Conference paper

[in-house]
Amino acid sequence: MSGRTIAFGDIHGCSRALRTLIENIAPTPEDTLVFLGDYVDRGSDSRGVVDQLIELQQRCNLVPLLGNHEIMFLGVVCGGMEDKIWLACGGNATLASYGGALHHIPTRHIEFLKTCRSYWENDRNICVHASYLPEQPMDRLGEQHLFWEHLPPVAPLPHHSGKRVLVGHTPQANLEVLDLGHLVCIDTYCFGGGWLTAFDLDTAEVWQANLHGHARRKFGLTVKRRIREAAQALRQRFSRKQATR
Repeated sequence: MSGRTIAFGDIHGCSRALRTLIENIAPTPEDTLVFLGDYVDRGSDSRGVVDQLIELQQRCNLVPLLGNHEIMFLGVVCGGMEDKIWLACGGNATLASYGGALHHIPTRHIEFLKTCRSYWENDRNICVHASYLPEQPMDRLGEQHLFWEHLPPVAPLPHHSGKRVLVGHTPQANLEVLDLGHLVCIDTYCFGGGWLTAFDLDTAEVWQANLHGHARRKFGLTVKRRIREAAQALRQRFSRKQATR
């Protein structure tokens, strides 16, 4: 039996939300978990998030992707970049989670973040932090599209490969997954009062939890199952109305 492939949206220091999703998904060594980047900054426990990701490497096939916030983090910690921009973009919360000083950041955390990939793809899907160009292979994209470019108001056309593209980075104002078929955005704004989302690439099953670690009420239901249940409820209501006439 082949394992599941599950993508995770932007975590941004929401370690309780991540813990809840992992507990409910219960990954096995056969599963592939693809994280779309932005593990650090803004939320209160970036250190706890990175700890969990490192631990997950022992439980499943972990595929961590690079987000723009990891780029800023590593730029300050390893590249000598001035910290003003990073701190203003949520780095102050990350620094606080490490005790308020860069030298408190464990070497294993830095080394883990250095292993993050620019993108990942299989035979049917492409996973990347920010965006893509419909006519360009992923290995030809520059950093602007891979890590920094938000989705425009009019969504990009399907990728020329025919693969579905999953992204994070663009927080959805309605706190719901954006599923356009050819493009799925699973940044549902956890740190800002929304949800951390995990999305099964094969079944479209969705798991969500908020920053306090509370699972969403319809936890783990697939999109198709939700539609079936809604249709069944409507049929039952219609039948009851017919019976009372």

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Abstract: During the last 50 years there has been a significant development of the coastline leading to substantial population growth in coastal areas worldwide. This trend is also observed in Australia where about half of its population lives within 7 km of the coast. Coastal settlements located in low-lying coastal areas are considered to be vulnerable to climate risks, including sea-level rise, storm surges and coastal and riverine flooding. While the severity of climate risks affecting those areas may lead to widespread damage and disasters, they might generate opportunities for change to occur in their socio-ecological systems therefore improving their resilience and adaptation to natural hazards. This paper investigates how these opportunities can be optimised through bottom-up collaborative planning approaches by focusing on the coastal local government area of Shoalhaven, NSW. Located in the southern NSW coast, many coastal settlements in Shoalhaven have recurrent risk of bushfire, riverine flooding and coastal inundation. The paper focuses on a distinctive collaborative planning initiative carried out with two coastal communities seeking to maximise opportunities to improve their resilience and adaptation to those risks. The paper describes the methodology involved in the collaborative planning process and discusses lessons learnt from both experiences which can inform future bottom-up collaborative planning initiatives

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